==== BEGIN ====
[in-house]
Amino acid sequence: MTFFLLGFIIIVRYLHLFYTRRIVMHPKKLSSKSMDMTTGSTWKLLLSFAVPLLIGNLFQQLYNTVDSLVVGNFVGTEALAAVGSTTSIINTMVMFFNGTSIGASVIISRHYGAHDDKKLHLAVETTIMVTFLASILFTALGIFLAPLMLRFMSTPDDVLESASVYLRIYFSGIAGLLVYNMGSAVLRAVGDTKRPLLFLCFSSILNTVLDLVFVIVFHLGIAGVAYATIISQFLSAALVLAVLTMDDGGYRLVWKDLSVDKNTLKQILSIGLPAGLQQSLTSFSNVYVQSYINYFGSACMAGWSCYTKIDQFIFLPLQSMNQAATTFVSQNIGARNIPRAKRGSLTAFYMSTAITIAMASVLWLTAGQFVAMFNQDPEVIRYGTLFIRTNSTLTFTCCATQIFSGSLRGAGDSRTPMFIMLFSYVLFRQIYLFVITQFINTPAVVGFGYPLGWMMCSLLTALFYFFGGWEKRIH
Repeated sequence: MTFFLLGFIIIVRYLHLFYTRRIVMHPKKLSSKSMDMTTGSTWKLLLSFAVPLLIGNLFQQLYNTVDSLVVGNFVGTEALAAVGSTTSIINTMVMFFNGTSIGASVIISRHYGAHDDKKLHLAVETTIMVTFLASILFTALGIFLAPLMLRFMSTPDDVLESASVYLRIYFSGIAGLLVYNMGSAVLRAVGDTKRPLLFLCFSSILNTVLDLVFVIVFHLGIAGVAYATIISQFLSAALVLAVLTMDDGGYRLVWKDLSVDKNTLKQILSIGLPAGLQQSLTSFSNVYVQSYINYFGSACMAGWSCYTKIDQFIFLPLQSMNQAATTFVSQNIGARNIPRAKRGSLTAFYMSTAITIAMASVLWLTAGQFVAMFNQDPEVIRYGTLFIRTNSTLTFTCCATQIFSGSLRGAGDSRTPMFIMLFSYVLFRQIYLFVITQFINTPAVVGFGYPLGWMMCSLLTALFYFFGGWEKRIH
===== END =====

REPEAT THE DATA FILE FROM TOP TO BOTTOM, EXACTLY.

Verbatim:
[in-house]
Amino acid sequence: MTFFLLGFIIIVRYLHLFYTRRIVMHPKKLSSKSMDMTTGSTWKLLLSFAVPLLIGNLFQQLYNTVDSLVVGNFVGTEALAAVGSTTSIINTMVMFFNGTSIGASVIISRHYGAHDDKKLHLAVETTIMVTFLASILFTALGIFLAPLMLRFMSTPDDVLESASVYLRIYFSGIAGLLVYNMGSAVLRAVGDTKRPLLFLCFSSILNTVLDLVFVIVFHLGIAGVAYATIISQFLSAALVLAVLTMDDGGYRLVWKDLSVDKNTLKQILSIGLPAGLQQSLTSFSNVYVQSYINYFGSACMAGWSCYTKIDQFIFLPLQSMNQAATTFVSQNIGARNIPRAKRGSLTAFYMSTAITIAMASVLWLTAGQFVAMFNQDPEVIRYGTLFIRTNSTLTFTCCATQIFSGSLRGAGDSRTPMFIMLFSYVLFRQIYLFVITQFINTPAVVGFGYPLGWMMCSLLTALFYFFGGWEKRIH
Repeated sequence: MTFFLLGFIIIVRYLHLFYTRRIVMHPKKLSSKSMDMTTGSTWKLLLSFAVPLLIGNLFQQLYNTVDSLVVGNFVGTEALAAVGSTTSIINTMVMFFNGTSIGASVIISRHYGAHDDKKLHLAVETTIMVTFLASILFTALGIFLAPLMLRFMSTPDDVLESASVYLRIYFSGIAGLLVYNMGSAVLRAVGDTKRPLLFLCFSSILNTVLDLVFVIVFHLGIAGVAYATIISQFLSAALVLAVLTMDDGGYRLVWKDLSVDKNTLKQILSIGLPAGLQQSLTSFSNVYVQSYINYFGSACMAGWSCYTKIDQFIFLPLQSMNQAATTFVSQNIGARNIPRAKRGSLTAFYMSTAITIAMASVLWLTAGQFVAMFNQDPEVIRYGTLFIRTNSTLTFTCCATQIFSGSLRGAGDSRTPMFIMLFSYVLFRQIYLFVITQFINTPAVVGFGYPLGWMMCSLLTALFYFFGGWEKRIH